The Pentagon cited long-standing policy Wednesday in declining to confirm or deny the presence of nuclear weapons at the U.S. Incirlik airbase in Turkey, where security upgrades are underway and dependents were recently evacuated following ISIS threats.
The response came after Russia charged that the U.S. was modernizing nuclear weapons stationed at Incirlik and at bases in several European countries.
Navy Capt. Jeff Davis, a Pentagon spokesman, said at a briefing the U.S. has long deployed nuclear weapons overseas but "we neither confirm nor deny their presence at any specific location."
Davis also pointed to a 2010 nuclear posture review calling for a life-extension program and modernization of the U.S. nuclear arsenal, including those forward deployed.
"We are proceeding with full-scope nuclear weapon life extension programs to ensure reliability and enhance surety, safety, security, and use control, including for those weapons that are forward deployed," Davis said.
The Russian charges came initially from Maria Zakharova, the Russian Foreign Ministry spokeswoman, who told German's ZDF television that the U.S. was modernizing B61 nuclear bombs stored "not just in Germany, but also in Belgium, the Netherlands, Italy, and Turkey."
"The Americans are modernizing their aerial bombs, and the NATO European members are modernizing their aircraft that carry these weapons," Zakharova said.
Dmitry Peskov, the spokesman for Russian President Vladimir Putin, warned that Russia would move to counter the U.S. actions, possibly by placing Iskander ballistic missiles in the Russian enclave of Kaliningrad on the Baltic Sea.
"This may upset the strategic balance in Europe. Hence, Russia will naturally have to take counter-moves, counter-measures for restoring this strategic balance and parity," Peskov said at a news conference.
The Russian charges came amid rising tensions between Moscow and Washington over the recent Russian military buildup in Syria in support of the regime of President Bashar al-Assad.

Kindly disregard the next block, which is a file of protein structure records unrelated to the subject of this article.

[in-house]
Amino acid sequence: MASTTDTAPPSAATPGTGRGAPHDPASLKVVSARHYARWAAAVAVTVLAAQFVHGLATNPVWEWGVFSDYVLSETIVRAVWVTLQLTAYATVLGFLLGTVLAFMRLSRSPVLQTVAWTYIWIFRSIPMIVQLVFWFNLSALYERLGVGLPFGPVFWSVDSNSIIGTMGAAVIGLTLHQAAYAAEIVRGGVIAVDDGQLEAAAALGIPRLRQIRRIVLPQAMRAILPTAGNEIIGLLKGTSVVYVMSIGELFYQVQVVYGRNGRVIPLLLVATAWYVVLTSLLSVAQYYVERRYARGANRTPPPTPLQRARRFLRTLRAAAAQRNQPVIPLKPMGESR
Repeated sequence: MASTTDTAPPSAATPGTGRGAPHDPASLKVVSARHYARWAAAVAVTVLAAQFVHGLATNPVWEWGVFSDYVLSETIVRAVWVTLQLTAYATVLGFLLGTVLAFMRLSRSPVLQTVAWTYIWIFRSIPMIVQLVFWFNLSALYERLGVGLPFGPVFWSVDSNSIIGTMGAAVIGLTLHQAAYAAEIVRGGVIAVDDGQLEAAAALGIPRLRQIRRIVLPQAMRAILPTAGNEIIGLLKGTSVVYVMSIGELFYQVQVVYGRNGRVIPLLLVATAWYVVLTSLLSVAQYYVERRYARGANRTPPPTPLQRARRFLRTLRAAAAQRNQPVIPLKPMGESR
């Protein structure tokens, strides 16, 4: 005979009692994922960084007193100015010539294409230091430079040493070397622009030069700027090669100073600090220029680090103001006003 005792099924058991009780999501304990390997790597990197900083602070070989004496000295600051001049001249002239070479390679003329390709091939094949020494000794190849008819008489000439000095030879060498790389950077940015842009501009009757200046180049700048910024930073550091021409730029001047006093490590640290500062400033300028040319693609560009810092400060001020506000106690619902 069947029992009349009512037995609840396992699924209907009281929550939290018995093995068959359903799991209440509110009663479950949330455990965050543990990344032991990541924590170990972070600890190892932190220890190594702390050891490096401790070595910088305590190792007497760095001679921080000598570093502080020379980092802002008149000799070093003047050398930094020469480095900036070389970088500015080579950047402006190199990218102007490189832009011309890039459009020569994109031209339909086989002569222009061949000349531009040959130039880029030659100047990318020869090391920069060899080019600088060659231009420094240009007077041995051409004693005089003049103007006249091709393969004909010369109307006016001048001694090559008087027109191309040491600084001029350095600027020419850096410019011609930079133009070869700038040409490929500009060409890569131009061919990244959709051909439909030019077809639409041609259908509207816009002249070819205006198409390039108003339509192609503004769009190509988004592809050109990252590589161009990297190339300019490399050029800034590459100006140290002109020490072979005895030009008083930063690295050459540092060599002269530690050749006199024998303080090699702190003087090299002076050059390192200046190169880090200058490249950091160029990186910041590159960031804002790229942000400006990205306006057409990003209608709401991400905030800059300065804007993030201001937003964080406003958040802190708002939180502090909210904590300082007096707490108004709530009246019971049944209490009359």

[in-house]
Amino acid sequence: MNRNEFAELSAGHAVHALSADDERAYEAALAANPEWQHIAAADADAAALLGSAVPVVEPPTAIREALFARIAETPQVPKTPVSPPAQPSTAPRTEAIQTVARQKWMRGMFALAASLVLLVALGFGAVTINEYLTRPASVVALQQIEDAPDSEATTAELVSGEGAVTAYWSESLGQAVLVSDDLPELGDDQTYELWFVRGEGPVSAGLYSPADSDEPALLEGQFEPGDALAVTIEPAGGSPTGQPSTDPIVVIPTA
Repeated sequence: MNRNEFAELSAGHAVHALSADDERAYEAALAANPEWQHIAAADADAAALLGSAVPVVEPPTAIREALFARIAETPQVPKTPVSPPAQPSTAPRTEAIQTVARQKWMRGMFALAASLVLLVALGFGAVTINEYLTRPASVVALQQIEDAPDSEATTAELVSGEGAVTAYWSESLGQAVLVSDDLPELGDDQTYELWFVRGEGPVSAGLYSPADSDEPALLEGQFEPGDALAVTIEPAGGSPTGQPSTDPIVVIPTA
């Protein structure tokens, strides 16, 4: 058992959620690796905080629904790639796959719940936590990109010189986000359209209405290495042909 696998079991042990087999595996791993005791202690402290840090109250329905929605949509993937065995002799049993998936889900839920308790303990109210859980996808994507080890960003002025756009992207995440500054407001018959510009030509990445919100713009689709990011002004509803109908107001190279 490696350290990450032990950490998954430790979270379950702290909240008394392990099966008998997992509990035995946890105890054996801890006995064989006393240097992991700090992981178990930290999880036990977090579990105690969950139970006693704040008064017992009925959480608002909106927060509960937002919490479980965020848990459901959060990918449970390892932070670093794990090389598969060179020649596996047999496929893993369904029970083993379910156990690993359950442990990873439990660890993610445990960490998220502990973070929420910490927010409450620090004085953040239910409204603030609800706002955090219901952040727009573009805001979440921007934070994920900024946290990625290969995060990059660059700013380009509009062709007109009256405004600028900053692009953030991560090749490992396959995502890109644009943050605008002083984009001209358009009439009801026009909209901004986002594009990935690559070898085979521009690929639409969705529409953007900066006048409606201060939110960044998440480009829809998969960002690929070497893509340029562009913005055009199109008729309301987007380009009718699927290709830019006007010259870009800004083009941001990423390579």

The Pentagon has confirmed that Russia has sent warplanes, tanks, troops, surface-to-air missile systems and other equipment to the al-Assad airbase near Latakia in northeastern Syria.
The Russian moves followed Turkey's recent approval for the U.S. to use Incirlik for airstrikes into Syria against the Islamic State of Iraq and Syria, or ISIS.
The ISIS English-language online magazine, Dabiq, said that Turkey was now "a member of the crusader NATO alliance" and threatened imminent attacks against Turkey and Americans in Turkey.
Earlier this month, the Pentagon offered voluntary evacuations to dependents at the Incirlik airbase. "This decision was made out of an abundance of caution following the commencement of military operations out of Incirlik Air base," Pentagon Press Secretary Peter Cook said at a briefing.
The U.S. is believed to station approximately 50 nuclear weapons at Incirlik, according to Hanks Kristensen, director of the Nuclear Information Project at the Federation of American Scientists.
"There is no official confirmation of this anywhere," Kristensen said, but he cited satellite imagery and numerous instances of officials referring indirectly to the presence of nuclear weapons in testimony and in budget requests.
In a recent report, Kristensen said that Incirlik posed significant security challenges "because the base is located only 68 miles from war-torn Syria and because of an ongoing armed conflict within Turkey between the Turkish authorities and Kurdish militants. The wisdom of deploying NATO's largest nuclear weapons stockpile in such a volatile region seems questionable."
Commercial satellite images showed work underway at Incirlik and at the U.S. Aviano Air Base in Italy which Kristen said was "intended to increase the physical protection of nuclear weapons stored at the two U.S. Air Force Bases."
Kristensen cited a March 2014 Pentagon budget request showing that since 2000 the U.S. had invested more than $80 million "in infrastructure improvements required to store nuclear weapons within secure facilities in storage sites in Belgium, Germany, Italy, the Netherlands, and Turkey."
Kristensen also cited the April 204 congressional testimony of Andrew Weber, then the assistant secretary of defense for nuclear, chemical, and biological defense programs, in which he said that "NATO common funding has paid for over $300 million, approximately 75 percent of the B61 (nuclear bomb) storage security infrastructure and upgrades" in Turkey and Europe.
--Richard Sisk can be reached at Richard.Sisk@military.com